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Publication numberUS6369249 B1
Publication typeGrant
Application numberUS 09/495,909
Publication dateApr 9, 2002
Filing dateFeb 2, 2000
Priority dateFeb 2, 2000
Fee statusLapsed
Publication number09495909, 495909, US 6369249 B1, US 6369249B1, US-B1-6369249, US6369249 B1, US6369249B1
InventorsBhalchandra Shripad Lele, Mohan Gopalkrishna Kulkarni
Original AssigneeCouncil Of Scientific & Industrial Research
Export CitationBiBTeX, EndNote, RefMan
External Links: USPTO, USPTO Assignment, Espacenet
Lewis acid catalyst for reaction of acrylamide with chloride
US 6369249 B1
Abstract
The present invention relates to a process for the preparation of N-substituted acrylamides of the general formula CH2═CH—CONHR, wherein, R is alkyl group having carbon 1 to 22 or acyl group having carbon 1 to 18. The process for the preparation of the N-substituted acrylamides comprises reacting acrylamide with alkyl acyl chloride in the presence of Lewis acid catalyst in an organic solvent at a temperature ranging between room temperature to 50° C. for a period ranging between 1 hour to 24 hours.
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Claims(7)
We claim:
1. An improved process the preparation of N-substituted acrylamides of the general formula CH2═CH—CONHR wherein, R is alkyl group having carbon 1 to 22 or R is acyl group having carbon 1 to 18 which comprises reacting acrylamide with an alkyl or/acyl chloride in the presence of a Lewis acid catalyst in an organic solvent at a temperature ranging between room temperature to 50° C. for a period ranging between 1 hour to 24 hours, terminating the reaction if necessary and cooling to ambient temperature, pouring the mixture in a non-solvent to obtain the precipitated product-N-substituted acrylamide.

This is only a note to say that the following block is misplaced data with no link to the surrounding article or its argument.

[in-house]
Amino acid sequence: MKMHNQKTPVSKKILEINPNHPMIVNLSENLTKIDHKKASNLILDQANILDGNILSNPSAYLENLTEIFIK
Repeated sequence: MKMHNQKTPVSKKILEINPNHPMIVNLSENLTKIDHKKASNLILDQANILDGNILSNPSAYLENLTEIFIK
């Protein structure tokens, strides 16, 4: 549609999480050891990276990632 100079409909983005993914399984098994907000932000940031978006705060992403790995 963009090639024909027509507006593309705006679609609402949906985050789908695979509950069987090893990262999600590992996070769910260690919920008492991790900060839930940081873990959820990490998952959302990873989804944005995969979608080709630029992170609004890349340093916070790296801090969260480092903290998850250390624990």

2. An improved process as claimed in claim 1 wherein, acrylamide used is selected from compounds of the formula CH2═CR—CONH2, wherein, R is hydrogen or methyl.
3. An improved process as claimed in claim 1 wherein, alkyl chloride used is selected from compounds of the formula CH3—(CH2)n-Cl, wherein, n is an integer from 0 to 21 and the alkyl chloride may be prepared by treating corresponding alcohol with thionyl chloride.
4. An improved process as claimed in claim 1 wherein, acyl chloride used is selected from compounds of the formula CH3—(CH2)n-COCl, wherein, n is an integer from 0 to 16 and the acyl chloride may be prepared by treating corresponding acid with thionyl chloride.
5. An improved process as claimed in claim 1 wherein, Lewis acid catalyst used is selected from metal chlorides from the group consisting of aluminium chloride, zinc chloride, nickel chloride.
6. An improved process as claimed in claim 1 wherein, the solvent used is selected from the group consisting of acetonitrile, tetrahydrofuran, acetone, nitrobenzene, dioxane.